Tuesday, June 10, 2008

Save Athirapally and Vazhachal waterfalls!

What it takes to make a magnificent waterfall a beautiful memory?

Nobody knows it better than the Kerala State government. Their proposed project to set up a 163 MW Hydel power project near the Athirapally waterfalls spending 675 million Indian Rupees is nothing short of doing exactly that. From day 1, since the project was announced it has been greeted by vehement protests from environmental activists, socially responsible engineers, local populace and social activists urging the State government to drop the plan and were lobbying for denial of permission of the project by the Union Ministry of Environment and Forests, Govt. of India.

Though the Union Ministry for Environment and Forests in a letter to the State Government on March 16 2001, had denied permission to the project as it would destroy 76.094 hectares of forest and 764.972 hectares of estate area in Nelliampathy, the efforts to secure permission went on.

Recently the Union Ministry of Environment and Forests on July 19, 2007 cleared the Kerala State Electricity Board's proposal to build a 163-mw dam on the Chalakudy river subject to certain conditions. Though the clearance has sparked protests from environmentalists and scientists, who say the ministry has sounded the death knell to a one-of its-kind riparian ecosystem in Kerala the state government is in no mood to reconsider the project.

We all know how conditions are met when it comes to implementing them. Protesters also fear it will affect 138.6 hectares of forestland, dry up the Athirapally waterfall and affect tribal families living in the area.

The project when implemented would also adversely affect 80 families belonging to the Kadar tribe. The bio-diversity of the area would be destroyed for ever. But what if 80 or 800 families are affected? What bio-diversity you're talking about? What we need is 163 MW hydro energy (experts say the project would generate 26.7 MW only).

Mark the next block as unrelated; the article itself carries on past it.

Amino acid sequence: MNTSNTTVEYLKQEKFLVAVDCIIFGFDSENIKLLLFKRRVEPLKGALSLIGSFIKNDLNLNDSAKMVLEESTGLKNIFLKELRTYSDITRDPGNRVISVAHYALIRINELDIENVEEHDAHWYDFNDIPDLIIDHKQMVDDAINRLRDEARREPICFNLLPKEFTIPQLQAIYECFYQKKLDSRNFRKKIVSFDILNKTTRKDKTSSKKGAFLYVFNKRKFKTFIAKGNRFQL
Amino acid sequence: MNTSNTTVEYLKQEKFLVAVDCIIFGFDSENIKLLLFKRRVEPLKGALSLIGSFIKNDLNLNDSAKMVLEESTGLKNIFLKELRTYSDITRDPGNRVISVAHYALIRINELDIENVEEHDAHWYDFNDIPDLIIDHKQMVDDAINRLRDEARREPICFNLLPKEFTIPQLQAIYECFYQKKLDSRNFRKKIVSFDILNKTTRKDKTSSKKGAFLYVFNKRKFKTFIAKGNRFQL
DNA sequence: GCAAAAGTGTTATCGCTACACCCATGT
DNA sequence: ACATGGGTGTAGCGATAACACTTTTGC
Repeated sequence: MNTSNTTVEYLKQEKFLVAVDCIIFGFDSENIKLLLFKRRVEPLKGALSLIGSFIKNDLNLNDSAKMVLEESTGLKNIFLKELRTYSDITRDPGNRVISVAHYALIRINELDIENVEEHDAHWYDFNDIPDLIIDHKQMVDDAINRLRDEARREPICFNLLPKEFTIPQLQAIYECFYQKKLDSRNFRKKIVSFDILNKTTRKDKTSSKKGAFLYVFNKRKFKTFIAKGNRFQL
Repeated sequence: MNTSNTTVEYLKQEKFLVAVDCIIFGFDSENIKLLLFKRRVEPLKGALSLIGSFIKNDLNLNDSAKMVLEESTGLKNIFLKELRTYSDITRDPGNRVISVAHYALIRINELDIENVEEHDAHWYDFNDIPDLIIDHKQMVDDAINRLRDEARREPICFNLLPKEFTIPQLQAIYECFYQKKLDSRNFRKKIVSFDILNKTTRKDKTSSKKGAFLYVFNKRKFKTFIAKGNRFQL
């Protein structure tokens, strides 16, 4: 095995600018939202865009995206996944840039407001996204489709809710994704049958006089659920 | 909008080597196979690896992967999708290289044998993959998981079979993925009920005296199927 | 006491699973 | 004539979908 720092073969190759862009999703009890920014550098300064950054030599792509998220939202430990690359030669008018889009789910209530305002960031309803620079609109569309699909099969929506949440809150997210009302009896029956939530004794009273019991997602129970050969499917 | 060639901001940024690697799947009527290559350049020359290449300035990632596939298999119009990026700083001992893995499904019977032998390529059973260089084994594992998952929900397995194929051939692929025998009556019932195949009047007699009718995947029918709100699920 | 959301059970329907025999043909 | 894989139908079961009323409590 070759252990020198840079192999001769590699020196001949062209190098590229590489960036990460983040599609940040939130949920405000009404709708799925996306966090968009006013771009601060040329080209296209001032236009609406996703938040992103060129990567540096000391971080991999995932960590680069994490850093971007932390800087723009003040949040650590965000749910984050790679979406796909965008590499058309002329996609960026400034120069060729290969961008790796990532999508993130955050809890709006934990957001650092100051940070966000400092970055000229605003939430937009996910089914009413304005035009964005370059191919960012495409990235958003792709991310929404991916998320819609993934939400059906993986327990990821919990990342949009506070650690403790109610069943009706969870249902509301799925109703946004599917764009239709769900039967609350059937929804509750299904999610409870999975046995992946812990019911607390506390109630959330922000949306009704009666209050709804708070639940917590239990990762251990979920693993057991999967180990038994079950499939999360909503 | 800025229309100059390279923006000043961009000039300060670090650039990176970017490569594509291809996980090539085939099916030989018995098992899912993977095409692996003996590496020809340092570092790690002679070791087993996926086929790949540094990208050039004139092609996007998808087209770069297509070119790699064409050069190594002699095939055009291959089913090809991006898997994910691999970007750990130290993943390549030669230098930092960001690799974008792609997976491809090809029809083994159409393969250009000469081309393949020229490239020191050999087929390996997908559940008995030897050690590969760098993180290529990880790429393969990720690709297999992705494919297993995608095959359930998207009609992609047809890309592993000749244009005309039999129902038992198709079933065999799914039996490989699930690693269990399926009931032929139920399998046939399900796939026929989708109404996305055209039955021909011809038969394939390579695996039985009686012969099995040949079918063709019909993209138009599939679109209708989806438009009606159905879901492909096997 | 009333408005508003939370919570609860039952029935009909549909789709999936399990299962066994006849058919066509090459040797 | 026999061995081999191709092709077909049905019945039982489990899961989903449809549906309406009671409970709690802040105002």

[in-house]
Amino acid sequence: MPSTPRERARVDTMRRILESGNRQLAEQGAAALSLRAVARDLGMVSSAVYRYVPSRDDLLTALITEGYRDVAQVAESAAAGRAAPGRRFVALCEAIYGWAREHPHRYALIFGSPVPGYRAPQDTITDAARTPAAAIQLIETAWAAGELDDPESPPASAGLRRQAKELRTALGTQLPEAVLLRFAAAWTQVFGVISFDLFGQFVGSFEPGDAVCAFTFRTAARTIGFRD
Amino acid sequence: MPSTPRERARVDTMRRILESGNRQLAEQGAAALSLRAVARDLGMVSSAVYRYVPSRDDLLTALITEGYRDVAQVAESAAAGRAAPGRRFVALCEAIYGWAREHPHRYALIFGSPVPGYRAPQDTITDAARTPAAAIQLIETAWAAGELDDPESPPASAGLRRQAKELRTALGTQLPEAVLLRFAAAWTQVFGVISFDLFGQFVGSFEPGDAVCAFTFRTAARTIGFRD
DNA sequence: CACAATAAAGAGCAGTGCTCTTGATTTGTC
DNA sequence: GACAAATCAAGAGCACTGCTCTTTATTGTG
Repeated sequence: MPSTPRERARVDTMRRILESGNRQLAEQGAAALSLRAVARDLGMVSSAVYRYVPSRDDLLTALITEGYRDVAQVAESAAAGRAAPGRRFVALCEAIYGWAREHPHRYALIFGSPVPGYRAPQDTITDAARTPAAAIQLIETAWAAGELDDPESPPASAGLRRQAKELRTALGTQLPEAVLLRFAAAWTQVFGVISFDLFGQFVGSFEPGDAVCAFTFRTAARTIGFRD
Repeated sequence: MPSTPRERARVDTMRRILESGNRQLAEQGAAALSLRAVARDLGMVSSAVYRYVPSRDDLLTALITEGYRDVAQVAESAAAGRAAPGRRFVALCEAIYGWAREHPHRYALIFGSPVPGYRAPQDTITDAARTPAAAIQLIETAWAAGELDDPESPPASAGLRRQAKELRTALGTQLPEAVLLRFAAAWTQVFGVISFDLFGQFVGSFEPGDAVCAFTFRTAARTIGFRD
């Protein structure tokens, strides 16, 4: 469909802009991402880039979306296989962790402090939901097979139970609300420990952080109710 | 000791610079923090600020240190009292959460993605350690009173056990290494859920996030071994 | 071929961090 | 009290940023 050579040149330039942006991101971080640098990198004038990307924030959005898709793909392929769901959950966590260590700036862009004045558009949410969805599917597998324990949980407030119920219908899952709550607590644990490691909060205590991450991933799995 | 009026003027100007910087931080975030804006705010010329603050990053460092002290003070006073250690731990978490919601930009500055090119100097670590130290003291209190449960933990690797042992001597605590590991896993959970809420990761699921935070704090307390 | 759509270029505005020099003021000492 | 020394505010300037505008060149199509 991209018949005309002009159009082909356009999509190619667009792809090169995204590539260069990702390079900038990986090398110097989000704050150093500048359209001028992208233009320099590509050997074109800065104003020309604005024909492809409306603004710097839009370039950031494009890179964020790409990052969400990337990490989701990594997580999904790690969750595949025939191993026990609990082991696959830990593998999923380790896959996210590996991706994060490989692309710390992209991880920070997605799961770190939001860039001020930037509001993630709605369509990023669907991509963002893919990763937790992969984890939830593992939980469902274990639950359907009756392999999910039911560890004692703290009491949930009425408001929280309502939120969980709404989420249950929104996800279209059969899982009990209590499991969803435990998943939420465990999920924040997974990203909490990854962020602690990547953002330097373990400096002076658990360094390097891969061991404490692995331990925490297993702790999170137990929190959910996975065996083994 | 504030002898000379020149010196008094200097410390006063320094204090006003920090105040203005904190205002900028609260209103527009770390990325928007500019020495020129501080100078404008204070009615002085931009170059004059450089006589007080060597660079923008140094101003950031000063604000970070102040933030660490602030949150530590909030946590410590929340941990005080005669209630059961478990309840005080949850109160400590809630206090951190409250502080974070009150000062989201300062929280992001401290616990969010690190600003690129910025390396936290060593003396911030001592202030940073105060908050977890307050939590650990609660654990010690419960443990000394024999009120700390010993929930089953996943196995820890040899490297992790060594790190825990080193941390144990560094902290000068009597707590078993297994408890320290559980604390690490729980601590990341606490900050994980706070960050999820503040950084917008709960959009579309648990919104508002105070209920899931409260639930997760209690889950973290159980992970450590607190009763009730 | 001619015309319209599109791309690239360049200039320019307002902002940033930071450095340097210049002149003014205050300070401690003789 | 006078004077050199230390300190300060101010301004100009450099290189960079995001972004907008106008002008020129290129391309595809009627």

In this context, I have some questions: Is Kayamkulam, thermal power plant working to its full capacity? How many of our present hydel projects are working to its optimum capacity? What about curbing transmission losses and proper upkeep of generation systems?

And what's cost of this Project? 675 crores. Don't get into the false belief that the project would be completed by just 675 crores. Earlier estimates were 400 crores. According to Sukumar Azhikkode, noted social activist, writer, educationist and thinker, it would cost atleast 1000 crores once the project gets underway. And I see no reason to disbelieve him. Our experience regarding other projects haven't proven otherwise.

Let our government spend just half of this amount, for the better upkeep of systems for generation of electricity, its distribution, implementation of rules and conditions regarding its usage etc. Let it be done.

Isn't electricity saved equal to electricity generated. If they could do at least this then its a great achievement itself. Down another five years what we going to face is, hike in electricity and water tariffs and, rationing.

What pains me, above all, is the extinction of two beautiful waterfalls, Athirapally and Vazhachal. I don't think that there isn't a single one amongst us who would not love retreats to nature; love spending some soothing, rejuvenating days in the lap of nature. If you don't belong to this thinking, then its okay. Never mind.

1 comment:

Nikhil Narayanan said...

I hope the Govt. understands the seriousness of the issue.
Hope we don't lose these places in the name of development.